Roll of the dice webinar CCH Tagetik
FinanceFebruary 02, 2022

Forecasting demand & supply feel like a roll of the dice? It doesn’t have to be!

Read more to learn how straightforward it can be to generate a trusted forecast for demand and supply while incorporating uncertainty and optimizing inventory.

In a recent webcast, we had the chance to discuss how to generate a trusted forecast for demand and supply – even while incorporating uncertainty and optimizing inventory. 

A daunting task … or is it? For many supply chain planners, it looks that way at first glance because forecasting and managing sales/demand planning, supply, production, and sales and operations planning (S&OP) are rife with uncertainty and risk. 

A best-practice approach and the right tools make it easier. 

The first step to taking the dice off the table in supply chain planning is to understand the types of uncertainties your organization faces. Uncertainties are events that are ambiguous or unpredictable. For example, is it that we don’t know what next month’s demand will be, or that we don’t know exactly when to expect an order from a vendor? Then think about how you currently incorporate these uncertainties into your planning process. 

The second step is to ask similar questions about risks. Risk is the exposure to loss, or factors and events that could result in not achieving goals. Questions to ask here include: Will demand be higher than expected? What if I don’t have enough inventory? Then I risk losing revenue.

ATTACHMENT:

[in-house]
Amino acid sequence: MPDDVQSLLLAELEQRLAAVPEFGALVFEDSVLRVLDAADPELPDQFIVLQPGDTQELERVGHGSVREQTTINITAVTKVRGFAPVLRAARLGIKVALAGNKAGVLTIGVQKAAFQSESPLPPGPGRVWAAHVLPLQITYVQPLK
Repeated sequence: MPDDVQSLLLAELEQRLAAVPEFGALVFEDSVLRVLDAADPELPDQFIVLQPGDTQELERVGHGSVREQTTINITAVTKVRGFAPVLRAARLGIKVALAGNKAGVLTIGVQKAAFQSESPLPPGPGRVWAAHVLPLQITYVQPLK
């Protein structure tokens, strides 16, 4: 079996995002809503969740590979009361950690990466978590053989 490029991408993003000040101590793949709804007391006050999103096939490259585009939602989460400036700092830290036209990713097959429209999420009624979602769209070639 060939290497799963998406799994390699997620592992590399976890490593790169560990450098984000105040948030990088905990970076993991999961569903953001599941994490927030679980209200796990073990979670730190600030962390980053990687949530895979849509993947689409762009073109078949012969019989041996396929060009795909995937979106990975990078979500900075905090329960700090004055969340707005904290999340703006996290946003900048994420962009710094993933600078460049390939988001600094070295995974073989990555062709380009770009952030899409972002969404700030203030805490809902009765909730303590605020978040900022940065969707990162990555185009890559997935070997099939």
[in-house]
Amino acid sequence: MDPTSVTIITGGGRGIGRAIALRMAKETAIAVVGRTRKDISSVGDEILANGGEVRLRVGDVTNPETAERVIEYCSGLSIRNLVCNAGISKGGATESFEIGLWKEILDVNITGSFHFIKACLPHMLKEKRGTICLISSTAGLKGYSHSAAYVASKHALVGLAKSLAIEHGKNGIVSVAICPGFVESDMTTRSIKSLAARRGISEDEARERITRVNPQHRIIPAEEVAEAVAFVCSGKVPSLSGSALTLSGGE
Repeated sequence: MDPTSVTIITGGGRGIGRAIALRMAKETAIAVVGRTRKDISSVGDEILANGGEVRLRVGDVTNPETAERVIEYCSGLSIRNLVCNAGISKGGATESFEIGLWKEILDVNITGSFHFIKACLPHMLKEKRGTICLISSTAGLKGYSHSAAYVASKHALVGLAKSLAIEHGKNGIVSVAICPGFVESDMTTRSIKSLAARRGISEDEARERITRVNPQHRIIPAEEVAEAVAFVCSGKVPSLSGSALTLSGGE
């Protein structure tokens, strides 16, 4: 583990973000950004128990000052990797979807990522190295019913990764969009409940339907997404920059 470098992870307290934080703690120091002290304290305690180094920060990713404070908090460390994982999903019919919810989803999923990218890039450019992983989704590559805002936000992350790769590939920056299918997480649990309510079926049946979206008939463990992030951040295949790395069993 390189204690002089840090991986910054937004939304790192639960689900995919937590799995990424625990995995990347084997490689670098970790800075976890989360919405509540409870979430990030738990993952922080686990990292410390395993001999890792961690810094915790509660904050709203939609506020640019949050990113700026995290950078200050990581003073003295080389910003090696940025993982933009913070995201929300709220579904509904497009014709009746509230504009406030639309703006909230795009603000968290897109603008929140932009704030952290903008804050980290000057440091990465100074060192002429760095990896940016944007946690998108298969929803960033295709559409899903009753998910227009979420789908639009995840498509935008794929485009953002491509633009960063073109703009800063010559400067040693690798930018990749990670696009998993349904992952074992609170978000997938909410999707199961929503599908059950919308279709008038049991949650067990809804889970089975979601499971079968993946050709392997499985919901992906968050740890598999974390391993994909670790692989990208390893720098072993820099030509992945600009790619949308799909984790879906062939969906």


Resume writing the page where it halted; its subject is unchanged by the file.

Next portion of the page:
The third step is considering how you are incorporating these uncertainties and risks into your planning process. Are you truly modeling and planning to incorporate them, or are you making best guesses and assumptions? 

The fourth step is finding the appropriate forecasting method for your organization. There are many different forecast models, but they generally boil down to four main categories: 

  • Point Estimate 
  • Range 
  • Best, Worst, and Most Likely 
  • Probability Distribution 

Each model has its pros and cons, and we go into detail on each in our on-demand webinar. Two quick and important notes on the methods as we traverse the list from top to bottom: 

  • It becomes apparent that using only an average for forecasting is flawed 
  • We can easily recognize our brains inherently tend to shy away from predicting uncertainties and risks without the right tools and information 

Interested in learning more about these forecasting models and the fifth step in taking the dice off the table: implementing forecasting software that handles complexities with ease? Watch our on-demand webcast, Bring Certainty into Forecasting Uncertainty, and learn how easy it can be to simulate what could happen on a month-to-month basis – at what probability – so you can bring even greater value to the business without second-guessing your forecast.

Brian Lewis
VP, Product Management - CCH Tagetik

Brian has over 15 years of experience in predictive planning, advanced analytics, and supply chain optimization. Prior to joining CCH Tagetik, Brian worked at Ford Motor Company and UPS. He has a PhD in Industrial and Systems Engineering from the Georgia Institute of Technology, a MSE in Industrial and Operations Engineering from the University of Michigan, and a BS in Industrial Engineering and Operations Research from the University of California, Berkeley.

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